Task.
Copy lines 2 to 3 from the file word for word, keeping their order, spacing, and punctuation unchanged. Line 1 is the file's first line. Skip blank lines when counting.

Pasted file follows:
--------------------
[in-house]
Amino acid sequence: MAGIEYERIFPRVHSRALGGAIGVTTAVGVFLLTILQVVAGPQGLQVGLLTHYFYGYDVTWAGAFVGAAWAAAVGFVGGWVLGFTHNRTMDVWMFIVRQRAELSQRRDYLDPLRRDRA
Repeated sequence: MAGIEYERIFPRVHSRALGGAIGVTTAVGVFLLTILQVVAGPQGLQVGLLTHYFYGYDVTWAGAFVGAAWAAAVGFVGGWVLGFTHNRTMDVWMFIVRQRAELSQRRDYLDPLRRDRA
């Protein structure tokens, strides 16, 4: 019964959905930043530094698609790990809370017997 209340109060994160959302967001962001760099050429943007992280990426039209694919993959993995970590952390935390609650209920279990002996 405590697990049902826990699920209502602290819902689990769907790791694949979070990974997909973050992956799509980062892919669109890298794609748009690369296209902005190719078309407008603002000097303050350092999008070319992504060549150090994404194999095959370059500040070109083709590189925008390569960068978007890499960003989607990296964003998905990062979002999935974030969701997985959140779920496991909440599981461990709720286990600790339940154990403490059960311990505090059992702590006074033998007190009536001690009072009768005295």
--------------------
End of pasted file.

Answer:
Amino acid sequence: MAGIEYERIFPRVHSRALGGAIGVTTAVGVFLLTILQVVAGPQGLQVGLLTHYFYGYDVTWAGAFVGAAWAAAVGFVGGWVLGFTHNRTMDVWMFIVRQRAELSQRRDYLDPLRRDRA
Repeated sequence: MAGIEYERIFPRVHSRALGGAIGVTTAVGVFLLTILQVVAGPQGLQVGLLTHYFYGYDVTWAGAFVGAAWAAAVGFVGGWVLGFTHNRTMDVWMFIVRQRAELSQRRDYLDPLRRDRA